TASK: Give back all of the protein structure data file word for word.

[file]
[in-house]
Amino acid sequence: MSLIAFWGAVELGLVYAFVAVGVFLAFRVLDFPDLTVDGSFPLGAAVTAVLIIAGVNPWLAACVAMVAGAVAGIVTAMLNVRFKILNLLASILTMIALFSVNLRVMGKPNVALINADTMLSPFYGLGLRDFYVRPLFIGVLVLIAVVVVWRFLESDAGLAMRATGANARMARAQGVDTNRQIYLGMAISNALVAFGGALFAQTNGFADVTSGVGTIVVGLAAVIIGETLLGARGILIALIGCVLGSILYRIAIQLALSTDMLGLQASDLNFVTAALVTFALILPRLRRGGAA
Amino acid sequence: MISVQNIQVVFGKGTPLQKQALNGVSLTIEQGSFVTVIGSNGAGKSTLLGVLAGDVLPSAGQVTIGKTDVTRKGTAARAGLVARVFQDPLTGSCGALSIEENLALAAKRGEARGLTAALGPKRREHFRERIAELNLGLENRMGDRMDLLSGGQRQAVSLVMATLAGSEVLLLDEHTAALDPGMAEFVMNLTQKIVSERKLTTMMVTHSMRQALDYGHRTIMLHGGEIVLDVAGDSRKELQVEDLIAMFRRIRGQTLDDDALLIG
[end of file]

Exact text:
[in-house]
Amino acid sequence: MSLIAFWGAVELGLVYAFVAVGVFLAFRVLDFPDLTVDGSFPLGAAVTAVLIIAGVNPWLAACVAMVAGAVAGIVTAMLNVRFKILNLLASILTMIALFSVNLRVMGKPNVALINADTMLSPFYGLGLRDFYVRPLFIGVLVLIAVVVVWRFLESDAGLAMRATGANARMARAQGVDTNRQIYLGMAISNALVAFGGALFAQTNGFADVTSGVGTIVVGLAAVIIGETLLGARGILIALIGCVLGSILYRIAIQLALSTDMLGLQASDLNFVTAALVTFALILPRLRRGGAA
Amino acid sequence: MISVQNIQVVFGKGTPLQKQALNGVSLTIEQGSFVTVIGSNGAGKSTLLGVLAGDVLPSAGQVTIGKTDVTRKGTAARAGLVARVFQDPLTGSCGALSIEENLALAAKRGEARGLTAALGPKRREHFRERIAELNLGLENRMGDRMDLLSGGQRQAVSLVMATLAGSEVLLLDEHTAALDPGMAEFVMNLTQKIVSERKLTTMMVTHSMRQALDYGHRTIMLHGGEIVLDVAGDSRKELQVEDLIAMFRRIRGQTLDDDALLIG